[Adyasha Samal is a student at the Hidayatullah National Law University]
On 20 February 2020, the Ministry of Corporate affairs sought public comments on the Competition (Amendment) Bill 2020, which proposes sweeping substantive and procedural changes to the Competition Act 2002 (the “Act”). Among these is the significant inclusion of buyers’ cartels within the definition of cartels in section 2(i), thus expanding the scope of the Act to anti-competitive agreements between buyers. This post attempts to conceptualise buyers’ cartels, assess their impact on competition, analyse the position of buyers’ cartels in India as well as other jurisdictions and argue in favour of their penalization.
Understanding Buyers’ Cartels
A buyers’ cartel refers to a group of buyers who agree to fix purchase prices or to eliminate competition with respect to such purchases or otherwise control supplier conduct. Such collusion may occur either at the end-consumer level or at other stages of production between commercial buyers. While cartelization among sellers has been termed a per se violation, i.e., where appreciable adverse effect on competition (“AAEC”) is presumed under section 3(3) of the Act without the requirement to prove any negative effects on competition, buyers’ cartels present a relatively complex situation before lawmakers. One reason is that they are difficult to identify, especially when sought to be distinguished from buyers’ groups.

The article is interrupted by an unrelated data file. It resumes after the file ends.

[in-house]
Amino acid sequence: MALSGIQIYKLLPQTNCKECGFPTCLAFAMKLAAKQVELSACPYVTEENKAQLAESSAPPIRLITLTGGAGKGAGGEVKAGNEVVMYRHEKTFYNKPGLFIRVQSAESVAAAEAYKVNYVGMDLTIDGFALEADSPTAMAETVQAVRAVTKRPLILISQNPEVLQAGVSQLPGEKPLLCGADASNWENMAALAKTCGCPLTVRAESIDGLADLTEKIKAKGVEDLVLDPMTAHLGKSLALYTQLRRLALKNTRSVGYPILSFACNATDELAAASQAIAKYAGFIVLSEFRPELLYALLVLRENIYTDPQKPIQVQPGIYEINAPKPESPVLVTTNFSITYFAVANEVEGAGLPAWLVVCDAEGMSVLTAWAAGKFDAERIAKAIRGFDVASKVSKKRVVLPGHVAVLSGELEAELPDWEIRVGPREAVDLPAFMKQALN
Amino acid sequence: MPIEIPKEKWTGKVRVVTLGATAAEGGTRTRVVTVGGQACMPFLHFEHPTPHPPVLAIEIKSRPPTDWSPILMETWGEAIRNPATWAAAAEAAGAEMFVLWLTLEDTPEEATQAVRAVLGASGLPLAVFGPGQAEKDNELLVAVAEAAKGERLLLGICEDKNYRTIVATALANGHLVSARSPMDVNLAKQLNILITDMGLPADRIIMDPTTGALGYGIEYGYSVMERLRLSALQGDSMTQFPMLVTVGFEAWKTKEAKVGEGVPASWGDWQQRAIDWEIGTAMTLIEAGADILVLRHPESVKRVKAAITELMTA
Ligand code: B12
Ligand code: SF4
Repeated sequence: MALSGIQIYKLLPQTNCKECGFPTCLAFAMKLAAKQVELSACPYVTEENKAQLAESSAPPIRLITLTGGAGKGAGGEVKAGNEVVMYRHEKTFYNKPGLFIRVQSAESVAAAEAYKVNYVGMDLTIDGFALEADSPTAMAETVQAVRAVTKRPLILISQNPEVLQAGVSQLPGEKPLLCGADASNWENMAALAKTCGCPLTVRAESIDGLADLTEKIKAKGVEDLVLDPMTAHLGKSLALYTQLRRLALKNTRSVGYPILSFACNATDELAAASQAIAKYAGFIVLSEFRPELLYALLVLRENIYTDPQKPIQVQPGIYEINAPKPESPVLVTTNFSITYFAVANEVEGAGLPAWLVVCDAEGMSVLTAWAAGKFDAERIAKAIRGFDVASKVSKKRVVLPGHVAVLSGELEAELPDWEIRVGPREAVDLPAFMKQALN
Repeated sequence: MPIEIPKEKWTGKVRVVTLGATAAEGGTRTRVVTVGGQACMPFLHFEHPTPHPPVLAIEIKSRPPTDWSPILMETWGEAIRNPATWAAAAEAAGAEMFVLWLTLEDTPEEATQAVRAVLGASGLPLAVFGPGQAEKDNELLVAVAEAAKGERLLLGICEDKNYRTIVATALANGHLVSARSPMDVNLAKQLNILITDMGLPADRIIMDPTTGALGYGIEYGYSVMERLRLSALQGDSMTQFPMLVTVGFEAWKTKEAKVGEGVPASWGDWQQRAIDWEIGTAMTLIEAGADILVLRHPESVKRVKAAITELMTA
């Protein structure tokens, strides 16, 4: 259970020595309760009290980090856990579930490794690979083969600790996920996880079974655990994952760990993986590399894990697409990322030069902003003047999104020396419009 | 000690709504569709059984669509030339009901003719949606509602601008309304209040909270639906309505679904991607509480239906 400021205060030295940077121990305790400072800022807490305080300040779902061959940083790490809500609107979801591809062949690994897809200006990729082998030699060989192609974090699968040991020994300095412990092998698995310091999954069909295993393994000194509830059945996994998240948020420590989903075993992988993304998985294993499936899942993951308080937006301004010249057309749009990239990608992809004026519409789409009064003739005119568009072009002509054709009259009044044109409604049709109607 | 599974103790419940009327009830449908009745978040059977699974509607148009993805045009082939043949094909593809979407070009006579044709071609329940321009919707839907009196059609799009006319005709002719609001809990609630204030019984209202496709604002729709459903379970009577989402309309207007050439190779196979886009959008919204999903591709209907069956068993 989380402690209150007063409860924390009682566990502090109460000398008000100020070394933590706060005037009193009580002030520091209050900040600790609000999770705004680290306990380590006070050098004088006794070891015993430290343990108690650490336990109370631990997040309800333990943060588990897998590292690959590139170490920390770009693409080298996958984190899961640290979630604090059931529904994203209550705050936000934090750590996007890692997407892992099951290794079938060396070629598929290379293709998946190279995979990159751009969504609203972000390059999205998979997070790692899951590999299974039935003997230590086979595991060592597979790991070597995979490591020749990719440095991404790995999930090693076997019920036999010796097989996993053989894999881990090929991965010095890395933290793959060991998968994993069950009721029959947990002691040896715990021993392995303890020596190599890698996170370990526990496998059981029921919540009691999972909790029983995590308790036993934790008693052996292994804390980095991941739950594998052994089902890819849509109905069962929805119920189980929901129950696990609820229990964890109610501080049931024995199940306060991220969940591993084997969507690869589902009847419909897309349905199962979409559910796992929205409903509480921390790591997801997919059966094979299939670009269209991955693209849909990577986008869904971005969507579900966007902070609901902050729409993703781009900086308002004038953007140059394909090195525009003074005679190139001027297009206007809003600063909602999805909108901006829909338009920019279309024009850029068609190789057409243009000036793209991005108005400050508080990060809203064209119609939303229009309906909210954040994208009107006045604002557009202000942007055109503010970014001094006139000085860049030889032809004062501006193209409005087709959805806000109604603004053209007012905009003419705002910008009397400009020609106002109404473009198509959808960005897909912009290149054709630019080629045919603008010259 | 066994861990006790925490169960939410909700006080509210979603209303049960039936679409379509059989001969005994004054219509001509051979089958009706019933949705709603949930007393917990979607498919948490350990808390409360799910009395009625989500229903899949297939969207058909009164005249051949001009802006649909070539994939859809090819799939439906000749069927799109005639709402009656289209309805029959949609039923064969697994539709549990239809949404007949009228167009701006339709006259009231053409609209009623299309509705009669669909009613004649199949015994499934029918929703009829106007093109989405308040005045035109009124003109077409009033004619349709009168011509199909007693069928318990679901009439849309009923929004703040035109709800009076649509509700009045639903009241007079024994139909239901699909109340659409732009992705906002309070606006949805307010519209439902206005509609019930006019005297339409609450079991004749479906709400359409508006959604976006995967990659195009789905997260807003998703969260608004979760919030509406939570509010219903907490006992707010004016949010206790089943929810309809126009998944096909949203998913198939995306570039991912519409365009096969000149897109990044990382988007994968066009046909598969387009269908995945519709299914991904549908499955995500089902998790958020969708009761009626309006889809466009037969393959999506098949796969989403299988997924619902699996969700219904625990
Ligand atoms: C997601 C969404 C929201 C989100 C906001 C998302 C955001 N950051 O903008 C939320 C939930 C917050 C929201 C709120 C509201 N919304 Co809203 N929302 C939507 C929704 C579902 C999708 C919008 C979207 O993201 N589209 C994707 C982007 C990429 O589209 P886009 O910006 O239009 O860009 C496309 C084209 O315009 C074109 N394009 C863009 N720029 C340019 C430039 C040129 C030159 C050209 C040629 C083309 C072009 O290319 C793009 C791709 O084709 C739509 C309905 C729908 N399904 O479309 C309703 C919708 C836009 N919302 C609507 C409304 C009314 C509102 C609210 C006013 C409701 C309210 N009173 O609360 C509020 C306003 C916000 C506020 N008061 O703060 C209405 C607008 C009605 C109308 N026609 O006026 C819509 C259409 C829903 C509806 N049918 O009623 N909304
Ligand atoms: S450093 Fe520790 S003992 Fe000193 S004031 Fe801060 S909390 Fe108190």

Buyers’ Cartels vs. Buyers’ Groups
Buyers’ groups are those that integrate their purchasing activity for market benefits. Like buyers’ cartels, these groups act in concert, but the objective of a buyers’ group is to avail the benefits of a joint enterprise such as reduced transaction costs, per unit costs, protection against defective products, and the like. On the other hand, buyers’ cartels only coordinate their purchases to overpower sellers, restricting competition. Demarcating the two often becomes an intractable task, thereby necessitating a case-by-case approach.
How Buyers’ Cartels Affect Competition